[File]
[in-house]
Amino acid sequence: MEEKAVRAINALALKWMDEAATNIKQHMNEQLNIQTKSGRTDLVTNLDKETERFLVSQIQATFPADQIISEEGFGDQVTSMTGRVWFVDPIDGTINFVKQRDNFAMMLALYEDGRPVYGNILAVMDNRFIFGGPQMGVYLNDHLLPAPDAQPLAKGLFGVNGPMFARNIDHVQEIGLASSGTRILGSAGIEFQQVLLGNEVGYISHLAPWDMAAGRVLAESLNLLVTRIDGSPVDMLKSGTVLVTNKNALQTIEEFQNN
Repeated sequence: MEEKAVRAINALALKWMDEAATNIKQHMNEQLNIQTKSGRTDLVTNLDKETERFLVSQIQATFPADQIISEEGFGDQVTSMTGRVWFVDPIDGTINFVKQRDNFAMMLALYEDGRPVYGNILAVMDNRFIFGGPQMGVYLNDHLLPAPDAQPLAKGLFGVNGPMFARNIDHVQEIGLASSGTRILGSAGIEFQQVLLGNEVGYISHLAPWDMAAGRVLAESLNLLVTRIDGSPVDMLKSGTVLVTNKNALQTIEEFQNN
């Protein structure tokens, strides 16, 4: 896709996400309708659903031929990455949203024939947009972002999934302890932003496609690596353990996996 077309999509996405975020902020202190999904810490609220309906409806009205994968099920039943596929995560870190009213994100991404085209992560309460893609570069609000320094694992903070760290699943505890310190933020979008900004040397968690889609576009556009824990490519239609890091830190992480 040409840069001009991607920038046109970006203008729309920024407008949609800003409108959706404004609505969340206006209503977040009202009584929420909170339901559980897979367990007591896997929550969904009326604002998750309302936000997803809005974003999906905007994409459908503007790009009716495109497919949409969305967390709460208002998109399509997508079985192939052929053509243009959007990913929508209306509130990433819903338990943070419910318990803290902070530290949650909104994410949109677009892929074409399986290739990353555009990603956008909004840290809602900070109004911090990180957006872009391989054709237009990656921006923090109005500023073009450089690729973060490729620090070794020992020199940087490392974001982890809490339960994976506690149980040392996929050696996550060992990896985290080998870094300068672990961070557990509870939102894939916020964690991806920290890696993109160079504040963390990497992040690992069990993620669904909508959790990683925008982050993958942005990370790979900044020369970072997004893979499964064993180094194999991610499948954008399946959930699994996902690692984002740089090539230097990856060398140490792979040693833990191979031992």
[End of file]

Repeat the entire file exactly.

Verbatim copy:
[in-house]
Amino acid sequence: MEEKAVRAINALALKWMDEAATNIKQHMNEQLNIQTKSGRTDLVTNLDKETERFLVSQIQATFPADQIISEEGFGDQVTSMTGRVWFVDPIDGTINFVKQRDNFAMMLALYEDGRPVYGNILAVMDNRFIFGGPQMGVYLNDHLLPAPDAQPLAKGLFGVNGPMFARNIDHVQEIGLASSGTRILGSAGIEFQQVLLGNEVGYISHLAPWDMAAGRVLAESLNLLVTRIDGSPVDMLKSGTVLVTNKNALQTIEEFQNN
Repeated sequence: MEEKAVRAINALALKWMDEAATNIKQHMNEQLNIQTKSGRTDLVTNLDKETERFLVSQIQATFPADQIISEEGFGDQVTSMTGRVWFVDPIDGTINFVKQRDNFAMMLALYEDGRPVYGNILAVMDNRFIFGGPQMGVYLNDHLLPAPDAQPLAKGLFGVNGPMFARNIDHVQEIGLASSGTRILGSAGIEFQQVLLGNEVGYISHLAPWDMAAGRVLAESLNLLVTRIDGSPVDMLKSGTVLVTNKNALQTIEEFQNN
């Protein structure tokens, strides 16, 4: 896709996400309708659903031929990455949203024939947009972002999934302890932003496609690596353990996996 077309999509996405975020902020202190999904810490609220309906409806009205994968099920039943596929995560870190009213994100991404085209992560309460893609570069609000320094694992903070760290699943505890310190933020979008900004040397968690889609576009556009824990490519239609890091830190992480 040409840069001009991607920038046109970006203008729309920024407008949609800003409108959706404004609505969340206006209503977040009202009584929420909170339901559980897979367990007591896997929550969904009326604002998750309302936000997803809005974003999906905007994409459908503007790009009716495109497919949409969305967390709460208002998109399509997508079985192939052929053509243009959007990913929508209306509130990433819903338990943070419910318990803290902070530290949650909104994410949109677009892929074409399986290739990353555009990603956008909004840290809602900070109004911090990180957006872009391989054709237009990656921006923090109005500023073009450089690729973060490729620090070794020992020199940087490392974001982890809490339960994976506690149980040392996929050696996550060992990896985290080998870094300068672990961070557990509870939102894939916020964690991806920290890696993109160079504040963390990497992040690992069990993620669904909508959790990683925008982050993958942005990370790979900044020369970072997004893979499964064993180094194999991610499948954008399946959930699994996902690692984002740089090539230097990856060398140490792979040693833990191979031992």